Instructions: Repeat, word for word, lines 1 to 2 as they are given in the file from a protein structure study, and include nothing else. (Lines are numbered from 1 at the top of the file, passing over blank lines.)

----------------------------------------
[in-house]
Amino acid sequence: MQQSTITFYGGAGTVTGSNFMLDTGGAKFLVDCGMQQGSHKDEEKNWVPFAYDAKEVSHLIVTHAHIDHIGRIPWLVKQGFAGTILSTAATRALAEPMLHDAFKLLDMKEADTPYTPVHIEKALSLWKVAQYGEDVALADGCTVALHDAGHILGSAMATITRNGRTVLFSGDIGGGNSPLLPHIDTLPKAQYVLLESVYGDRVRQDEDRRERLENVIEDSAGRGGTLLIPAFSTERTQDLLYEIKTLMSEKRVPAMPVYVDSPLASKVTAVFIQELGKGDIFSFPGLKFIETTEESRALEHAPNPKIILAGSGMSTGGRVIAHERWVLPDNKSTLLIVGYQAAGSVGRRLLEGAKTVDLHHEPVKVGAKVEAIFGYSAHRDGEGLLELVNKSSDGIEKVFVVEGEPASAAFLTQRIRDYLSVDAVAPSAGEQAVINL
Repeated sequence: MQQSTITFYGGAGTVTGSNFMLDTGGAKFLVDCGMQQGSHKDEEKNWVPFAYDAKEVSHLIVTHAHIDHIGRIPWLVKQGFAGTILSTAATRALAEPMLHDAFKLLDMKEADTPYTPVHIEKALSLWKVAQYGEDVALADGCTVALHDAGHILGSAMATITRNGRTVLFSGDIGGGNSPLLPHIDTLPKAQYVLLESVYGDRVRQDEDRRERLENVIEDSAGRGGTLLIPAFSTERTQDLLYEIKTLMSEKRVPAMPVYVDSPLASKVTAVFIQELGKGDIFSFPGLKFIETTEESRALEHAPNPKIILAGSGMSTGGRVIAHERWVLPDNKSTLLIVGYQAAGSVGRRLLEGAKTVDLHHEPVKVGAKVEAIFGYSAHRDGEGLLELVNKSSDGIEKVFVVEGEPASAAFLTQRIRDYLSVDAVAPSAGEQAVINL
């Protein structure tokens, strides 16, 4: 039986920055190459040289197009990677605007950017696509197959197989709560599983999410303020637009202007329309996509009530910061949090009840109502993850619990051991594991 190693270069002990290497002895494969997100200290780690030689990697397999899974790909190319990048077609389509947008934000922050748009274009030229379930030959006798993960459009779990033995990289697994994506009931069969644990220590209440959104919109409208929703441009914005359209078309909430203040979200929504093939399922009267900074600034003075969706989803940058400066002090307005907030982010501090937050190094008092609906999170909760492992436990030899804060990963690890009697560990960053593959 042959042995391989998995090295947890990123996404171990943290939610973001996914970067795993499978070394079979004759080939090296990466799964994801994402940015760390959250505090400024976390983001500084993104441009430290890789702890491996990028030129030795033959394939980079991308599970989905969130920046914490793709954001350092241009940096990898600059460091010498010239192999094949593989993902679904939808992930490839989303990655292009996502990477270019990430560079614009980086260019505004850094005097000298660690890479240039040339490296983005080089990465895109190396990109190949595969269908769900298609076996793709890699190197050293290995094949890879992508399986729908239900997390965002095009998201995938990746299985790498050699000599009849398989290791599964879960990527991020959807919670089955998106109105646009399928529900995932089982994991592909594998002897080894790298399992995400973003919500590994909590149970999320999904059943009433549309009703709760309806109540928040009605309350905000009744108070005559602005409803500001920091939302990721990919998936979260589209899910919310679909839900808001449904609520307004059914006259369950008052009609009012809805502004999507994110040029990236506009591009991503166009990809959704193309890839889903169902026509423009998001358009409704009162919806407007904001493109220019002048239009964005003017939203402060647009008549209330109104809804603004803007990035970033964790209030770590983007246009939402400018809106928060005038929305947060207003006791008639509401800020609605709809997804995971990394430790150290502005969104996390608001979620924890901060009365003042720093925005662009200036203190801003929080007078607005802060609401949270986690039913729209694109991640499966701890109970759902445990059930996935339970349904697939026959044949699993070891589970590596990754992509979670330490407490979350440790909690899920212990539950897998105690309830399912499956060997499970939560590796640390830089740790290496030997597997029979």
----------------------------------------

[in-house]
Amino acid sequence: MQQSTITFYGGAGTVTGSNFMLDTGGAKFLVDCGMQQGSHKDEEKNWVPFAYDAKEVSHLIVTHAHIDHIGRIPWLVKQGFAGTILSTAATRALAEPMLHDAFKLLDMKEADTPYTPVHIEKALSLWKVAQYGEDVALADGCTVALHDAGHILGSAMATITRNGRTVLFSGDIGGGNSPLLPHIDTLPKAQYVLLESVYGDRVRQDEDRRERLENVIEDSAGRGGTLLIPAFSTERTQDLLYEIKTLMSEKRVPAMPVYVDSPLASKVTAVFIQELGKGDIFSFPGLKFIETTEESRALEHAPNPKIILAGSGMSTGGRVIAHERWVLPDNKSTLLIVGYQAAGSVGRRLLEGAKTVDLHHEPVKVGAKVEAIFGYSAHRDGEGLLELVNKSSDGIEKVFVVEGEPASAAFLTQRIRDYLSVDAVAPSAGEQAVINL